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Michael Schur Was Nervous Parks And Recreation Would Ruin Amy Poehler's Career

"Parks and Recreation" is one of the more beloved sitcoms to come around in recent memory. Not only was the show a big hit with critics and audiences, but it was nominated for 14 Emmy Awards during its seven-season run, including multiple lead actress nominations for Amy Poehler. While "Parks and Recreation" is remembered for its side-splitting ensemble cast, Poehler's Leslie Knope was the central focus of the series throughout. The character starts as the deputy director of the Parks and Recreation department in her town of Pawnee, Indiana but goes on to have a delightfully improbably political career. 

As the series progressed, both the show itself and the character of Leslie Knope grew and changed in a variety of ways, especially when looking all the way back to Season 1. Not only does Leslie become a much more rounded character, but the tone shifts away from a bumbling, workplace comedy similar to "The Office" and takes on its own, distinct identity. However, despite the success that the show would go on to have, "Parks and Recreation" co-creator Michael Schur was initially extremely worried that the series would inevitably end up ruining Poehler's career, and he has some very solid reasons for why that is.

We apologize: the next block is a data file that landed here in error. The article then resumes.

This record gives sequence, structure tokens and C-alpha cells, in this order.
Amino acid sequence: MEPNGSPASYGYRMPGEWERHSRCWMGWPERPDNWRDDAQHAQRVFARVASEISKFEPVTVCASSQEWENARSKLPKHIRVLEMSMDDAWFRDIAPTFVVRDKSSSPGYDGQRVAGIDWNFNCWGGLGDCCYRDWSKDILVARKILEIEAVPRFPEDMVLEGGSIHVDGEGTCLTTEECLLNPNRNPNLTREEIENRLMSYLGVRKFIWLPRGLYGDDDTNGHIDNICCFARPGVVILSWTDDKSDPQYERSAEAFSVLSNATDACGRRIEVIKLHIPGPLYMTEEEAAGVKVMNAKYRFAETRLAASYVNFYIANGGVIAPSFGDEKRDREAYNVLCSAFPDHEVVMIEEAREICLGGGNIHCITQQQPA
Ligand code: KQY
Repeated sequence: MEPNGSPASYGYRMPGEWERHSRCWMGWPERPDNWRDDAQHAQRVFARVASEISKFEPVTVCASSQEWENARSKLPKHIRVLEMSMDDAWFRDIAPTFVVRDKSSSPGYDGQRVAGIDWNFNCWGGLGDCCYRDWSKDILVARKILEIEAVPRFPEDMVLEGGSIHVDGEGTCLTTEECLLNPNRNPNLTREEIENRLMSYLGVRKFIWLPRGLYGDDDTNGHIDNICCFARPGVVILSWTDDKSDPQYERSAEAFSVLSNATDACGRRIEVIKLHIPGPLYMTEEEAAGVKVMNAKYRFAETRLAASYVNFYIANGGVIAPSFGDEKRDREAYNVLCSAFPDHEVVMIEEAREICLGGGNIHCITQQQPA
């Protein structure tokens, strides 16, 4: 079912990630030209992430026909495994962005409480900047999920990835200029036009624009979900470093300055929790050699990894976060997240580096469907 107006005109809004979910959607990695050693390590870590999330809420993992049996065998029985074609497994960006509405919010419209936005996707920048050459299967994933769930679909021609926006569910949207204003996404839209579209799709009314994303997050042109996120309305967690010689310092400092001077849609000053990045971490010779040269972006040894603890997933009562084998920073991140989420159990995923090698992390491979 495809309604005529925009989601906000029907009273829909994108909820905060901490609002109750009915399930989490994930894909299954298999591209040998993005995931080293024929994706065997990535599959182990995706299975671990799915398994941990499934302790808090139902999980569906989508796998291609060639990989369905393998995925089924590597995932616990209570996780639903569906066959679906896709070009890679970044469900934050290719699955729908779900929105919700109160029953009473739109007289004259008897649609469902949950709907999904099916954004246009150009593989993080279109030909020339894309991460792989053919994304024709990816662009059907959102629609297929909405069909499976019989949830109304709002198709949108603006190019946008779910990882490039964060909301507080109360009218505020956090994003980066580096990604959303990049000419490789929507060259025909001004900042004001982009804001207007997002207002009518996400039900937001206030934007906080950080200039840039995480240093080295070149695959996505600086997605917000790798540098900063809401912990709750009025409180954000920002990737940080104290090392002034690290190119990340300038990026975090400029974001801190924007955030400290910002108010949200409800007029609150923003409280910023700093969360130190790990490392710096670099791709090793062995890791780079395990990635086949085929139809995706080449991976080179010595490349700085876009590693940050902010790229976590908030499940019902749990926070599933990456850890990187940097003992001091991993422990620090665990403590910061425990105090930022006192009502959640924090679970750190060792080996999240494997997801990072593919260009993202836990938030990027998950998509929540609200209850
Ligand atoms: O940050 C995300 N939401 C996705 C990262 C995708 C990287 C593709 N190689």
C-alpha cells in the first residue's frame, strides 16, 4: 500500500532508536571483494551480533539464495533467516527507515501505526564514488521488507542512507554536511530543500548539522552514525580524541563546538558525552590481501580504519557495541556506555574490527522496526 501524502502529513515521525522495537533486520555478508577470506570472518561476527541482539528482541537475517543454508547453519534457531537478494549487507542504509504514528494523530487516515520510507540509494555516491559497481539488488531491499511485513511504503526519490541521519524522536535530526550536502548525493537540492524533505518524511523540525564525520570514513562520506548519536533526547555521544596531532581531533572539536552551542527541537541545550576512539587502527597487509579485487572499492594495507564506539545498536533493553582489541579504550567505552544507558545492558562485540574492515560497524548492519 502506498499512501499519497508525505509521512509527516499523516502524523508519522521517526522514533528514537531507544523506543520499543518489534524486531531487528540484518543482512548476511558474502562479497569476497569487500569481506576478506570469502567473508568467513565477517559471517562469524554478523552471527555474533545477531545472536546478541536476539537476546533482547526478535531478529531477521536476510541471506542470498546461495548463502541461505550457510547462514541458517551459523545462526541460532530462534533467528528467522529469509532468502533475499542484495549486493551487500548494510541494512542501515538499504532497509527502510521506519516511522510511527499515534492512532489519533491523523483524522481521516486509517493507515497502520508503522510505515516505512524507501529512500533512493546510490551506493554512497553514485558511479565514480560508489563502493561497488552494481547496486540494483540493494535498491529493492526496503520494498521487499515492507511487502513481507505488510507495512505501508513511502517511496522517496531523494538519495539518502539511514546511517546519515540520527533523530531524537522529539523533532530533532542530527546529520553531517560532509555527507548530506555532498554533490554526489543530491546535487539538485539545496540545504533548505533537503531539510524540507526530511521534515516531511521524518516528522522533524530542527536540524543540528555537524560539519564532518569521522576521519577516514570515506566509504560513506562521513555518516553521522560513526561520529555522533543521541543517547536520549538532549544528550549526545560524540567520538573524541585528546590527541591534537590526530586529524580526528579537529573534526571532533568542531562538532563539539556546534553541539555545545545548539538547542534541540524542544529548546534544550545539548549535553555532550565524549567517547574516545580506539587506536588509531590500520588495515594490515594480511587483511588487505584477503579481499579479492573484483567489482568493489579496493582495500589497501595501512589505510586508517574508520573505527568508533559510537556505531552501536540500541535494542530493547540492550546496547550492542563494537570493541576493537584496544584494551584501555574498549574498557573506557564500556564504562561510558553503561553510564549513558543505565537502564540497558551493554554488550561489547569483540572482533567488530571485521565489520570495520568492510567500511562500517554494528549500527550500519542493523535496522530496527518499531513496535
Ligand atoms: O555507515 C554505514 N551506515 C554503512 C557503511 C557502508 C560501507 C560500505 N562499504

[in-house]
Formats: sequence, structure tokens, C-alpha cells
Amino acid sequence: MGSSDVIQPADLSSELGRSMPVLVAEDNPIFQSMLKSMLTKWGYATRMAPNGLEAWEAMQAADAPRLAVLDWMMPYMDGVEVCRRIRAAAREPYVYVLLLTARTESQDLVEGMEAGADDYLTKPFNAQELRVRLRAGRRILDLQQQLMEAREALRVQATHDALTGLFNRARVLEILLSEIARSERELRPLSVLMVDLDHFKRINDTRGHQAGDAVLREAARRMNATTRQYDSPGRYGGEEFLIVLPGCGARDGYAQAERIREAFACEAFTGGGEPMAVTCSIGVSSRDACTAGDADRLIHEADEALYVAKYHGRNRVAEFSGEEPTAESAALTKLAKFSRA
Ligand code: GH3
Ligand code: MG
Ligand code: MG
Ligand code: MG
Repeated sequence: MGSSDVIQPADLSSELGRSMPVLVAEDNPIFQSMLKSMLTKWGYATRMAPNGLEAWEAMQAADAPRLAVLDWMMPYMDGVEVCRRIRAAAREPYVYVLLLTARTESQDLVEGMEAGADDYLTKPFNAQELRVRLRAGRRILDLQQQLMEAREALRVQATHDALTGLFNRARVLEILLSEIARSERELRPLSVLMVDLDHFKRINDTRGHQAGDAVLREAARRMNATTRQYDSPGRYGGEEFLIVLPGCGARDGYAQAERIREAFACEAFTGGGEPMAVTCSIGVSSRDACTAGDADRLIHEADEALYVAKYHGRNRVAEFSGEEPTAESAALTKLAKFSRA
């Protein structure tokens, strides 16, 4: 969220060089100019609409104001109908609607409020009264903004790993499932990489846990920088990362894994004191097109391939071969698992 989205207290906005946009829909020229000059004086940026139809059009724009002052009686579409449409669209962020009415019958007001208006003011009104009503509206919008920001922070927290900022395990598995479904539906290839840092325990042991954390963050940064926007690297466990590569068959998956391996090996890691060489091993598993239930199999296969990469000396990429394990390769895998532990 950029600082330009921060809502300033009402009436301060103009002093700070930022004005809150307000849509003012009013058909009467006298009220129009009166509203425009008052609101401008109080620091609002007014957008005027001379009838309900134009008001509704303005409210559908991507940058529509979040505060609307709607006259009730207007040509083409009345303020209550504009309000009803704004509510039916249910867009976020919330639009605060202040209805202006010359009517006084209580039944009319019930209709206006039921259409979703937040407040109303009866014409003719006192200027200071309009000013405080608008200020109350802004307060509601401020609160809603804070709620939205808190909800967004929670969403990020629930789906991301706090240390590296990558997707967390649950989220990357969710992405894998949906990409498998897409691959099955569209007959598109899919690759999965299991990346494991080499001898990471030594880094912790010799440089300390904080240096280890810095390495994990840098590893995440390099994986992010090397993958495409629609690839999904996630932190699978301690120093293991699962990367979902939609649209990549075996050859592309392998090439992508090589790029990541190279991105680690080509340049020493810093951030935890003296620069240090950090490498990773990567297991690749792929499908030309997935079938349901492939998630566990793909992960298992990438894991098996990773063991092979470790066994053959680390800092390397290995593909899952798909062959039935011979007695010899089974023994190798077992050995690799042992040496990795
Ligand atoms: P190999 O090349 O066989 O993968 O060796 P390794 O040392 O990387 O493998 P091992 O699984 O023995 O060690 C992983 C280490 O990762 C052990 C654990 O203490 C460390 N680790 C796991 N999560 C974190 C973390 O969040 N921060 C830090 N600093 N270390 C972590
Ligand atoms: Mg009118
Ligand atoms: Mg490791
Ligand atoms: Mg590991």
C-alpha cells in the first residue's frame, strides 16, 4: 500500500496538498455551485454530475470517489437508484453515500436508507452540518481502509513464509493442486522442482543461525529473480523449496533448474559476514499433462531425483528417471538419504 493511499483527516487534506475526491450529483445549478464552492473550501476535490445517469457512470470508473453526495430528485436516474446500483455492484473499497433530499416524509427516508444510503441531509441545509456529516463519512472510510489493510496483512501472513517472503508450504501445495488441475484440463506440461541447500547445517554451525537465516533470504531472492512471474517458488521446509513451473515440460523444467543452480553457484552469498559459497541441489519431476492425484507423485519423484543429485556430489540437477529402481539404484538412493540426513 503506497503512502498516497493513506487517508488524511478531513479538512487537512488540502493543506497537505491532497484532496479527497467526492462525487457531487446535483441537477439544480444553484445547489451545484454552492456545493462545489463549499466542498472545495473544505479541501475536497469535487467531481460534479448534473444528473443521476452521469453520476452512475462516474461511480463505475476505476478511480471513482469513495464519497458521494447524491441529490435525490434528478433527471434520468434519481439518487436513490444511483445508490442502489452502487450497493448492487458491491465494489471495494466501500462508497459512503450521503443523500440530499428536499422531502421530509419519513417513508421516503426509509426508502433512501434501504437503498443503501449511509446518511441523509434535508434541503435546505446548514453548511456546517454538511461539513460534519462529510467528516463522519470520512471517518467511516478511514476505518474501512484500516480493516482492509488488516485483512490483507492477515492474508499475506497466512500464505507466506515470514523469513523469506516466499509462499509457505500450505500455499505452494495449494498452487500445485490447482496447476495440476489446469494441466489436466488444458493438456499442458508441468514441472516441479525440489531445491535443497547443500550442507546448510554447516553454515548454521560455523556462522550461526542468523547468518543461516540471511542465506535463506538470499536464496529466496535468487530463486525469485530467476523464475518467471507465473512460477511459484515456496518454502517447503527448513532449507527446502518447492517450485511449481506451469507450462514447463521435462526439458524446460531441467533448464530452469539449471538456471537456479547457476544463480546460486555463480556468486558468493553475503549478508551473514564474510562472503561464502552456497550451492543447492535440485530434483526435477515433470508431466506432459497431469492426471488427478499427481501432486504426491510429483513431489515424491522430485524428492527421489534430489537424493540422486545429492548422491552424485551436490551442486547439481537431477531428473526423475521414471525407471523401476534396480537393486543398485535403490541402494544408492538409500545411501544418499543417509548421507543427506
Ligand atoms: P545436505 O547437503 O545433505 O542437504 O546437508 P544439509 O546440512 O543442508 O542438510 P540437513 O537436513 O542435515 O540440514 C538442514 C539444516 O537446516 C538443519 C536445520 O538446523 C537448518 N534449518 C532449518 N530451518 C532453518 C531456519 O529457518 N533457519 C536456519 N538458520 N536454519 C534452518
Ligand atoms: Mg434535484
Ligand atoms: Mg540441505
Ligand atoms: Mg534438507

Schur believes that Leslie Knope did not work well in Season 1

In 2019, The Guardian sat down with the cast and crew of "Parks and Recreation" and co-creator Michael Schur didn't hold anything back when it came to discussing his initial fears of the show. Principal among them was his worry that playing Leslie Knope was going to end up ruining Amy Poehler's career. The reason? He believes her character just did not translate well in Season 1. Instead of the earnest and smart political figure who fans would eventually come to know and love in later seasons, he lamented that she came off as less than smart in the initial outing of the series.

"With Leslie Knope we had a vision of an incredibly smart, optimistic and forward-thinking woman who believed in her soul that the mission of local government was to help people," Schur said. "We didn't do a great job at first. Instead of coming off as a smart, driven person with no political acumen, Leslie came off as a buffoon." Schur was apparently in so much distress over the bungled characterization that it kept him up at night. "I had a recurring stress nightmare that I was going to ruin Amy's career. My happiness was based on whether the actors were better or worse off than if they had never done the show," he explained.

Obviously, things went much better than Schur initially feared, and "Parks and Recreation" ran for seven successful seasons on NBC. But it's completely understandable that he had these fears, as the initial reviews for the show weren't exactly glowing with praise. Season 1 is by far the lowest rated on Rotten Tomatoes, with a 68% critics score.